Troy residents cook traditional meal to bring in new year

Published 3:00 am Wednesday, January 2, 2019

Happy New Year! Or maybe not.

As Southerners, we hold to tradition. And, according to tradition, what we eat and what we do on New Year’s Day will determine whether or not we have a “happy” New Year.

So, time’s a-wasting.

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If you don’t have pork of some kind, greens, black-eyed peas and cornbread for dinner, then make a quick trip to the grocery store and put a New Year’s Day meal on the supper table.

Alyce Jiles of Troy was one of the many shoppers pushing around a buggy of greens in preparation for a Happy New Year.

“If you eat greens on New Year’s you’ll have green money to spend all year,” Jiles said. “It can be collards or turnips either one. I like collards.”

When cooking greens, Jiles said a you need to flavor them with a piece of hog meat.

“I like fatback, ham hocks or hog howl,” she said. “Either one flavors greens.”

The cooking meat serves the purpose of pork on New Year’s Day. But Jiles said a platter of pig on the table adds much to the New Year’s meal. The belief or superstition is that a pig or hog roots forward. So eating hog meat is assurance of moving forward in the New Year.

“We always have black-eye peas because they are good fortune, too,” Jiles said. “If you have dry peas, you’ll have money in your pocket all year long.”

Hoppin’ John is a traditional New Year’s Day meal for many Southerners. It’s a one-pot meal of black-eyed peas, ham hock and rice that assures good luck in the coming year. But most Southerners don’t put all their hopes for a good year in one “pot.” They prefer to put the traditional meal of peas, greens and pork on the table.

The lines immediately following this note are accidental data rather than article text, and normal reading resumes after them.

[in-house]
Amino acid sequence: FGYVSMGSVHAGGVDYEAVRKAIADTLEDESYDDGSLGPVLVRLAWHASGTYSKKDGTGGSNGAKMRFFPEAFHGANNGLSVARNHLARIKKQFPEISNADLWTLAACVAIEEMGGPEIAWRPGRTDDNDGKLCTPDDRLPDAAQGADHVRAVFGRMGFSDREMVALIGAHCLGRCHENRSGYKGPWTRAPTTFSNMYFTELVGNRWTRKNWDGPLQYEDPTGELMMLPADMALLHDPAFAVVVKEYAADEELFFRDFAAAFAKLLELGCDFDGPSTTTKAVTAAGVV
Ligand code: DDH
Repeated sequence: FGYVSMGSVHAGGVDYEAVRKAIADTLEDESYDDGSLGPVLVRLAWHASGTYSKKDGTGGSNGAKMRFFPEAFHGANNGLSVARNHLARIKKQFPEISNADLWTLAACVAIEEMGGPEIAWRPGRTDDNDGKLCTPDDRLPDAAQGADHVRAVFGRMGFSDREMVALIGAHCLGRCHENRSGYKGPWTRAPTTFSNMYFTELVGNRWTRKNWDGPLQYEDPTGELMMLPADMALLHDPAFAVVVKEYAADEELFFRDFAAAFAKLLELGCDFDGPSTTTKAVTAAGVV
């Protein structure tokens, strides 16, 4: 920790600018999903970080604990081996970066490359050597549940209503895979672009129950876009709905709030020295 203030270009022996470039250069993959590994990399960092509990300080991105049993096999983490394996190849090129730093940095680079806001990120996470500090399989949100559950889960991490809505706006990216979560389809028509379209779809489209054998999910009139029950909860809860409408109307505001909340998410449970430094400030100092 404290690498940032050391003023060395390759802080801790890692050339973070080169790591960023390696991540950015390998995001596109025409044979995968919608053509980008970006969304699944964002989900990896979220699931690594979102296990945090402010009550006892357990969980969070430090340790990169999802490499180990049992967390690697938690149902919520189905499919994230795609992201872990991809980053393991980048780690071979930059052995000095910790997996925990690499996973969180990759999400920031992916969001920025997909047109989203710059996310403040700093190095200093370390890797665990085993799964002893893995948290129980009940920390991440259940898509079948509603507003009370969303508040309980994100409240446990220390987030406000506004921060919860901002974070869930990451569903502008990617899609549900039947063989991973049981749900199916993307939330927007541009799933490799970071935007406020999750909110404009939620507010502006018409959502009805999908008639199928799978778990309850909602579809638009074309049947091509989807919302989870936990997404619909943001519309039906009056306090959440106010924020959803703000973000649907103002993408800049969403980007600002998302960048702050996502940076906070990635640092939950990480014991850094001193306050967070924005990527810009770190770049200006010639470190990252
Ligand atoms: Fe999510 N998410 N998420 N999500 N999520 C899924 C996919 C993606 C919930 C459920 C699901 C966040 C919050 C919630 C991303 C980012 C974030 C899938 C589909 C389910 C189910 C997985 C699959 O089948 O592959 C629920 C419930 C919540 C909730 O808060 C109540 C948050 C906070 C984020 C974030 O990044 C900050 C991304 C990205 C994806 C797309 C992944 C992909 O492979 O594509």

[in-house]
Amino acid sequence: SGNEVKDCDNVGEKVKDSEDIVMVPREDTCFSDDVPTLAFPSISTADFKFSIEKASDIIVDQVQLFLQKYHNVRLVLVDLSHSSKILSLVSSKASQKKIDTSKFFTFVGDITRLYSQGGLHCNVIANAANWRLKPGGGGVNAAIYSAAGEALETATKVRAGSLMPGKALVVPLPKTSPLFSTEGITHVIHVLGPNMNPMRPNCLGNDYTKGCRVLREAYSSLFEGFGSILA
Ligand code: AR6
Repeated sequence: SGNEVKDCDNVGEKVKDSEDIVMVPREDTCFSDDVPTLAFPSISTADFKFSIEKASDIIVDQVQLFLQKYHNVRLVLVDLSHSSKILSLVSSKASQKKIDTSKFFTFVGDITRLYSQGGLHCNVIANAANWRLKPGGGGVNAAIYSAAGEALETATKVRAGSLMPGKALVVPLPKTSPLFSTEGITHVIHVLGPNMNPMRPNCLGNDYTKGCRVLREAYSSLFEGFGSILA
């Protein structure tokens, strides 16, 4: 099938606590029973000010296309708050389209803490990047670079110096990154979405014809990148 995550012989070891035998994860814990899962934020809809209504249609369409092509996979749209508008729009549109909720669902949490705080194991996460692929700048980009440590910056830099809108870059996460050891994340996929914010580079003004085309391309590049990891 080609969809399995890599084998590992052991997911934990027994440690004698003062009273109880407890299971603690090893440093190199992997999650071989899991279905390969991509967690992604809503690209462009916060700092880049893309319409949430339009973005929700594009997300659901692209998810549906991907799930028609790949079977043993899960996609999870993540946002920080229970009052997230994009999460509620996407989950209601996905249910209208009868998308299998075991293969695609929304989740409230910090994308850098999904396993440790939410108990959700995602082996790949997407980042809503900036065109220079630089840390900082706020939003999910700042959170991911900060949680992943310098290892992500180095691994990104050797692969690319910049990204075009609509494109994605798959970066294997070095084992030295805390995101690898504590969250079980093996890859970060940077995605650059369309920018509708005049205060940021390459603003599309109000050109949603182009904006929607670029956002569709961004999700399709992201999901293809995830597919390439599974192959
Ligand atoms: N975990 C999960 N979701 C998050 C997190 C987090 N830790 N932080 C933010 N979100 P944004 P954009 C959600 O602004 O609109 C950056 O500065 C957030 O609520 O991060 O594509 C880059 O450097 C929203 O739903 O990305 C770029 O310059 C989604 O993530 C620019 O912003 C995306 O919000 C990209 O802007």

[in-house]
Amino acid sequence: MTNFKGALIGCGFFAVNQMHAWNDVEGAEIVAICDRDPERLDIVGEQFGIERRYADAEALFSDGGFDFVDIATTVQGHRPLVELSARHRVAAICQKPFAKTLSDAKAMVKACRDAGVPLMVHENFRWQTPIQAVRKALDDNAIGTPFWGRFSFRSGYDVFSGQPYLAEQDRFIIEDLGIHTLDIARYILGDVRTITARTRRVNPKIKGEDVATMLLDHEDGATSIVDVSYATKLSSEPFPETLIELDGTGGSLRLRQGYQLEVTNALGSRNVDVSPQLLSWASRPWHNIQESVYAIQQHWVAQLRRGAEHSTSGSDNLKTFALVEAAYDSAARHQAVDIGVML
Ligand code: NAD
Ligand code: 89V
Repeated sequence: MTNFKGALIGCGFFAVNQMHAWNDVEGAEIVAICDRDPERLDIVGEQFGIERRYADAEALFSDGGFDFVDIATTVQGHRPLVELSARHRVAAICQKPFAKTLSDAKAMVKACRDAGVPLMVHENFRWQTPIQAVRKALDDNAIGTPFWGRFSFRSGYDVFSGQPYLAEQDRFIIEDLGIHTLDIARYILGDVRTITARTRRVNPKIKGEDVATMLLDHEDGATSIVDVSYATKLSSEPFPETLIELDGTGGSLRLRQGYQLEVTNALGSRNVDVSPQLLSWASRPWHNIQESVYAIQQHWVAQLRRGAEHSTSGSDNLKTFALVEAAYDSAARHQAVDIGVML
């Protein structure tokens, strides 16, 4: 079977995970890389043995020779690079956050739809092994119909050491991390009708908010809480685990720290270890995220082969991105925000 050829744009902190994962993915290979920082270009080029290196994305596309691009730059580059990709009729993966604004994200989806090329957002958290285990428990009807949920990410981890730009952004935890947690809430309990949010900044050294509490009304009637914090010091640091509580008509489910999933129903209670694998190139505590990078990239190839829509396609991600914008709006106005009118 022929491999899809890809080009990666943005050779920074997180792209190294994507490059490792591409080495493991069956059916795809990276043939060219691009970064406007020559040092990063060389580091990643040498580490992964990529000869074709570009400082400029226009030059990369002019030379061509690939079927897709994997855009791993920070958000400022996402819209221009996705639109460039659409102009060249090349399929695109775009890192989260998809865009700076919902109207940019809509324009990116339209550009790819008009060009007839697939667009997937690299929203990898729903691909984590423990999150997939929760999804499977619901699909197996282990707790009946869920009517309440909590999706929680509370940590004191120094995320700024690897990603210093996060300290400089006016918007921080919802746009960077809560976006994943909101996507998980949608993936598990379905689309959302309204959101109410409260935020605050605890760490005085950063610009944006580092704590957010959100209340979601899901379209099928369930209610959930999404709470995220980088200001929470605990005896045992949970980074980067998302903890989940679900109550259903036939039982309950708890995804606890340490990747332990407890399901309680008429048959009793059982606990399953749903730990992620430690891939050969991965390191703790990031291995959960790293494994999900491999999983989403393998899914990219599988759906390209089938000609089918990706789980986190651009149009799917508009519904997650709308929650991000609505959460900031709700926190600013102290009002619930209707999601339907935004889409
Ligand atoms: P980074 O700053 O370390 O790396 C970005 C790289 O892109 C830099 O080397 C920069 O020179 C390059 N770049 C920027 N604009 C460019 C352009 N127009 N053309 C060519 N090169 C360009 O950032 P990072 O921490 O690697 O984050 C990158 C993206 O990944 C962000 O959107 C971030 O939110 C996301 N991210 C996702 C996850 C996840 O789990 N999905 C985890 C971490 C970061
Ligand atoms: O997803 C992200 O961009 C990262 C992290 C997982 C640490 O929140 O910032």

And, what’s a New Year’s Day meal without cornbread.

Eating cornbread on New Year’s means wealth, not just copper pennies jingling in your pocket or even folding money in your wallet (billfold). The color of cornbread resembles gold and that means great riches. Just to make sure, those riches come your way, added kernels of corn to the bread for an extra “helping” of gold nuggets.

Jiles said she doesn’t put her hopes of a happy New Year in what she puts on the table, but it’s tradition and “you can’t put a better dinner on the table.”

New Year’s Day is a fun day. One that carries with it superstitions that bring either good luck or foreboding.

When leaving the house on New Year’s Day, if you take something out, even the garbage, you must bring something, even a stick, back in. If not, woe be to you.

On New Year’s, you must pay off your bills or there will not be a day in the New Year that you are not “beholden” to someone.

If you cry on New Year’s, you’ll be crying all year long. The same is true of laughing.

So, even in you feel liking crying, laugh instead.

Do some work on New Year’s so you will have the health to work all year long. The more work you do, the more you will be able to do.

At midnight, open all the doors so the Old Year can go out to make room for the New Year and all its blessings. Some people make loud noises at the coming of the New Year. The noises scare away evil spirits and wake up the neighbors so they can ring in the New Year.

The wind will tell the tale of the New Year. At the dawning of the New Year, if the wind blows from the north, expect a bad weather year. If it blows from the south, good weather and good times are ahead. An eastern wind signals calamities in the New Year. If the wind is from the west, milk and fish will be in good supply but a most important person will die. If there is no wind, the year 2019 will be joyful and prosperous for all, no matter whether they ate greens, peas and pork or a New York strip or a hot dog with onion and chili.